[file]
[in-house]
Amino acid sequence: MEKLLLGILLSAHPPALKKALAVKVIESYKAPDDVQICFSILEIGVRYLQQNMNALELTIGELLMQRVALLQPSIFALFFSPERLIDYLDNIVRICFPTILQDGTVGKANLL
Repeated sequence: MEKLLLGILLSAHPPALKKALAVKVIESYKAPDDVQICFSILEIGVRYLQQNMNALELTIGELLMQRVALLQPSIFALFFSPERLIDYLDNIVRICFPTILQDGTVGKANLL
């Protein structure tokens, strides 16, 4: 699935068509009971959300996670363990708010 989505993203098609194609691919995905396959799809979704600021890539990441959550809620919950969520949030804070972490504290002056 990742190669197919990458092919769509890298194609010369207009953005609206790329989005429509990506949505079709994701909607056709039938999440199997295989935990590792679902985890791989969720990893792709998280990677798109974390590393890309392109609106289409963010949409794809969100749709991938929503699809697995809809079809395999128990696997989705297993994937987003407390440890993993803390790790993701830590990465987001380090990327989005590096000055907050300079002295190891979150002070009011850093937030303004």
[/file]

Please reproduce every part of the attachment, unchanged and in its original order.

[in-house]
Amino acid sequence: MEKLLLGILLSAHPPALKKALAVKVIESYKAPDDVQICFSILEIGVRYLQQNMNALELTIGELLMQRVALLQPSIFALFFSPERLIDYLDNIVRICFPTILQDGTVGKANLL
Repeated sequence: MEKLLLGILLSAHPPALKKALAVKVIESYKAPDDVQICFSILEIGVRYLQQNMNALELTIGELLMQRVALLQPSIFALFFSPERLIDYLDNIVRICFPTILQDGTVGKANLL
């Protein structure tokens, strides 16, 4: 699935068509009971959300996670363990708010 989505993203098609194609691919995905396959799809979704600021890539990441959550809620919950969520949030804070972490504290002056 990742190669197919990458092919769509890298194609010369207009953005609206790329989005429509990506949505079709994701909607056709039938999440199997295989935990590792679902985890791989969720990893792709998280990677798109974390590393890309392109609106289409963010949409794809969100749709991938929503699809697995809809079809395999128990696997989705297993994937987003407390440890993993803390790790993701830590990465987001380090990327989005590096000055907050300079002295190891979150002070009011850093937030303004």